Thrift stores are no longer a place solely for penny-pinching individuals looking for some new clothes on the cheap. Around 16-18% of all Americans shop in thrift stores, and about 12-15% hit up consignment or resale shops. Young shoppers know, thanks in part to Macklemore’s 2012 hit song “Thrift Shop,” that thrift stores are a great place to find unique items and one-of-a-kind pieces.
The idea that they’re purchasing something used gives some customers a little subconscious pat on the back, like they’re recycling clothing instead of letting it collect in the landfill. Adele R. Meyer, the executive director of NARTS, told The Orange County Register, “Ecology recycling is a major factor in driving people to this industry. People would rather consign their unwanted items then add to the waste stream.”
Thrift shopping is a section of retail that is still minimally effected by shopper’s shifting experience expectations. The mystery surrounding what might be found at the store is enough of a surprise that it keeps shoppers coming back for more.
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Even with the growing popularity of thrifting, though, there are still a few adjustments thrift and consignment stores can make to attract even more customers and develop its reputation as a must-visit spot for shoppers looking to fill their wardrobe with unique, one-of-a-kind options.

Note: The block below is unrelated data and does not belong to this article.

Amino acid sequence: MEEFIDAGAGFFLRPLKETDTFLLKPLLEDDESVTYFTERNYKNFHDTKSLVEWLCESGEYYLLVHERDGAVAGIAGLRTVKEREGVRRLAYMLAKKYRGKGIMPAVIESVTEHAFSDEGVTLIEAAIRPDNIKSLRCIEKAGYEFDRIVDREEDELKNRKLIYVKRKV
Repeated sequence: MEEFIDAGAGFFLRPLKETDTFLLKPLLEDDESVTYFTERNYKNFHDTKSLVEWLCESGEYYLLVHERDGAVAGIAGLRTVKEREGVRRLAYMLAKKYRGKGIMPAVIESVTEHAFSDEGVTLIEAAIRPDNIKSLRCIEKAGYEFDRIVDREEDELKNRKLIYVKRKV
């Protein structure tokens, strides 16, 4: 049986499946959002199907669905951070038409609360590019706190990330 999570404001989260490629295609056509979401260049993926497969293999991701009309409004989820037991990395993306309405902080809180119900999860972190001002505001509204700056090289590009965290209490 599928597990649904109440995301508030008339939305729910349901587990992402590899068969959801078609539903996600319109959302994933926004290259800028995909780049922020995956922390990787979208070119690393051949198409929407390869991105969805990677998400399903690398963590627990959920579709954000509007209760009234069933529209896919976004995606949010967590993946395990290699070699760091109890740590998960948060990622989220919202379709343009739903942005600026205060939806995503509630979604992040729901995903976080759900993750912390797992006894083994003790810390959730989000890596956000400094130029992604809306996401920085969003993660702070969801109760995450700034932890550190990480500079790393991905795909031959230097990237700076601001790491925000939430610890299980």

Play To Your Strengths
Thrift and consignment is all about recycling. With a blatantly obvious connection to environmental sustainability, resale-based stores have a leg-up when it comes to appealing to consumers’ emotions. Creating advertising campaigns that remind customers that shopping at your store keeps clothes from being added to ever-growing piles at the dump can help them not only feel motivated to come shop, but also gives them a small sense of accomplishment for their purchases.
Consider Your sales
Low prices are already a huge attractor for resale stores. However, adding discounts on top of those prices could make the difference between a customer buying one item or three. Daily or weekly deals on certain items can help clear out sections that are getting overstocked. Adding last-chance or $1 buy bins can encourage customers to come back regularly to see what’s up for grabs. If your store also sells larger items like furniture or used electronics, consider offering negotiable pricing options to your store. If customers feel like they can haggle an already-low price even lower, they’ll feel encouraged to come back again another time.
freshen up your store
It’s really amazing what simple modifications can do. Adding a fresh coat of paint to your stores walls or adding some displays with some of your more chic or unique pieces can go a long way when it comes to attracting new customers. Even additions like a chalkboard sign outside with quirky daily quotes or daily deals can make a world of difference. Goodwill has slowly been transforming some of its stores into boutiques, nicer-looking stores with an antique industrial feel to them. Atmosphere improvements are always a great way to catch wandering shoppers’ attention, as well as keep customers browsing in the store longer.